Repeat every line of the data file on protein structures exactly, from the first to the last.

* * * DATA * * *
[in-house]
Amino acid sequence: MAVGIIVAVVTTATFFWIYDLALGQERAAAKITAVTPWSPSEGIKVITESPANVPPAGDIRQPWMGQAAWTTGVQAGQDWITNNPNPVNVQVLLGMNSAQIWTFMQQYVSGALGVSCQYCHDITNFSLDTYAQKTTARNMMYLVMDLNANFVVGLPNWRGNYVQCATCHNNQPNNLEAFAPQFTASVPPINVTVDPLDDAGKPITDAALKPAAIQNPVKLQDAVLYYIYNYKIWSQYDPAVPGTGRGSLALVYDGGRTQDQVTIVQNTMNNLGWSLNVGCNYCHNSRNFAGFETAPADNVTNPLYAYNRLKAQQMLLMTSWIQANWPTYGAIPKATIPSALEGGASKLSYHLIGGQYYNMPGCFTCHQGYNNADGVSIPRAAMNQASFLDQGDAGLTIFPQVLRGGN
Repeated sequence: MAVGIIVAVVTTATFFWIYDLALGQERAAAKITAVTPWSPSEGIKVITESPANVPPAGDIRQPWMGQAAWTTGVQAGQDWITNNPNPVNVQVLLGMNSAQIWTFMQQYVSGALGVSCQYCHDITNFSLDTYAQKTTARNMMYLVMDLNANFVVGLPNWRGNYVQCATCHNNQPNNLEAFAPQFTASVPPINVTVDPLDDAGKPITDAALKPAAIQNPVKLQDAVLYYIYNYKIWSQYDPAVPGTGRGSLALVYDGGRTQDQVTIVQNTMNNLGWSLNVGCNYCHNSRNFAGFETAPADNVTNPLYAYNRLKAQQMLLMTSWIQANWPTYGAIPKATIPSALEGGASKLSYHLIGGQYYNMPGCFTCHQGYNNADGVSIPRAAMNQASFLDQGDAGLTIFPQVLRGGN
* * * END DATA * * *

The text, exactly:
[in-house]
Amino acid sequence: MAVGIIVAVVTTATFFWIYDLALGQERAAAKITAVTPWSPSEGIKVITESPANVPPAGDIRQPWMGQAAWTTGVQAGQDWITNNPNPVNVQVLLGMNSAQIWTFMQQYVSGALGVSCQYCHDITNFSLDTYAQKTTARNMMYLVMDLNANFVVGLPNWRGNYVQCATCHNNQPNNLEAFAPQFTASVPPINVTVDPLDDAGKPITDAALKPAAIQNPVKLQDAVLYYIYNYKIWSQYDPAVPGTGRGSLALVYDGGRTQDQVTIVQNTMNNLGWSLNVGCNYCHNSRNFAGFETAPADNVTNPLYAYNRLKAQQMLLMTSWIQANWPTYGAIPKATIPSALEGGASKLSYHLIGGQYYNMPGCFTCHQGYNNADGVSIPRAAMNQASFLDQGDAGLTIFPQVLRGGN
Repeated sequence: MAVGIIVAVVTTATFFWIYDLALGQERAAAKITAVTPWSPSEGIKVITESPANVPPAGDIRQPWMGQAAWTTGVQAGQDWITNNPNPVNVQVLLGMNSAQIWTFMQQYVSGALGVSCQYCHDITNFSLDTYAQKTTARNMMYLVMDLNANFVVGLPNWRGNYVQCATCHNNQPNNLEAFAPQFTASVPPINVTVDPLDDAGKPITDAALKPAAIQNPVKLQDAVLYYIYNYKIWSQYDPAVPGTGRGSLALVYDGGRTQDQVTIVQNTMNNLGWSLNVGCNYCHNSRNFAGFETAPADNVTNPLYAYNRLKAQQMLLMTSWIQANWPTYGAIPKATIPSALEGGASKLSYHLIGGQYYNMPGCFTCHQGYNNADGVSIPRAAMNQASFLDQGDAGLTIFPQVLRGGN